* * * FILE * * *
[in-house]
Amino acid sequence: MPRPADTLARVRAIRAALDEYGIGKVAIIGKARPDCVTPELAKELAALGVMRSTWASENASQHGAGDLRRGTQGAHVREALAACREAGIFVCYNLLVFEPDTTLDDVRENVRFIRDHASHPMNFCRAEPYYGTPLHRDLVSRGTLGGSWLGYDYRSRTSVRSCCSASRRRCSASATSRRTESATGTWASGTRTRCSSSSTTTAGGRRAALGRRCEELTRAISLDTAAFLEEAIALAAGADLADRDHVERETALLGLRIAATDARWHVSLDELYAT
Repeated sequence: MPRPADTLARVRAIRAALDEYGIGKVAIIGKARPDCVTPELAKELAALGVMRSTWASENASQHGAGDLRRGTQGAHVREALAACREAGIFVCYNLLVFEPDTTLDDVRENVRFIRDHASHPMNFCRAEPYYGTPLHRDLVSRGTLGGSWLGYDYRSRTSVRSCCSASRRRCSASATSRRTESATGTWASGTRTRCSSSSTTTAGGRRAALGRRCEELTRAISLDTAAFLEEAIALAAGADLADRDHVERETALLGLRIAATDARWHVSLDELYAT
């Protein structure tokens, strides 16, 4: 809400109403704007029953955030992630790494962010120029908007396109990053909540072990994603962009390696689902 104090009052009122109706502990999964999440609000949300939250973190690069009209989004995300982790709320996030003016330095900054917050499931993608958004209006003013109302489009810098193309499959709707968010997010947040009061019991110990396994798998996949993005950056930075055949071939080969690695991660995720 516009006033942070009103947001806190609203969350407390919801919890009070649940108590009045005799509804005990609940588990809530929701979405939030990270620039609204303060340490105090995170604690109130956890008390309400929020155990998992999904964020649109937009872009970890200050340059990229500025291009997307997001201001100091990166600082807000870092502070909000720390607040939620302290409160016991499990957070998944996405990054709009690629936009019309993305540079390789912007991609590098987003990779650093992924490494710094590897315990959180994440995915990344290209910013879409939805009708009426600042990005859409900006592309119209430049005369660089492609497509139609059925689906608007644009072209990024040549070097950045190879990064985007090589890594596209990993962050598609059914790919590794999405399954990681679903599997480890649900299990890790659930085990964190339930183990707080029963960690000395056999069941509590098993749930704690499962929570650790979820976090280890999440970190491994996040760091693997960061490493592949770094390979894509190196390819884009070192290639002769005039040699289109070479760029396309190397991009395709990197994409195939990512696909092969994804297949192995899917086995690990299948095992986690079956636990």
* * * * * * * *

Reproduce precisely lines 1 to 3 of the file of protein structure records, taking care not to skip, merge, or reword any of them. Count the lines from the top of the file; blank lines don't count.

[in-house]
Amino acid sequence: MPRPADTLARVRAIRAALDEYGIGKVAIIGKARPDCVTPELAKELAALGVMRSTWASENASQHGAGDLRRGTQGAHVREALAACREAGIFVCYNLLVFEPDTTLDDVRENVRFIRDHASHPMNFCRAEPYYGTPLHRDLVSRGTLGGSWLGYDYRSRTSVRSCCSASRRRCSASATSRRTESATGTWASGTRTRCSSSSTTTAGGRRAALGRRCEELTRAISLDTAAFLEEAIALAAGADLADRDHVERETALLGLRIAATDARWHVSLDELYAT
Repeated sequence: MPRPADTLARVRAIRAALDEYGIGKVAIIGKARPDCVTPELAKELAALGVMRSTWASENASQHGAGDLRRGTQGAHVREALAACREAGIFVCYNLLVFEPDTTLDDVRENVRFIRDHASHPMNFCRAEPYYGTPLHRDLVSRGTLGGSWLGYDYRSRTSVRSCCSASRRRCSASATSRRTESATGTWASGTRTRCSSSSTTTAGGRRAALGRRCEELTRAISLDTAAFLEEAIALAAGADLADRDHVERETALLGLRIAATDARWHVSLDELYAT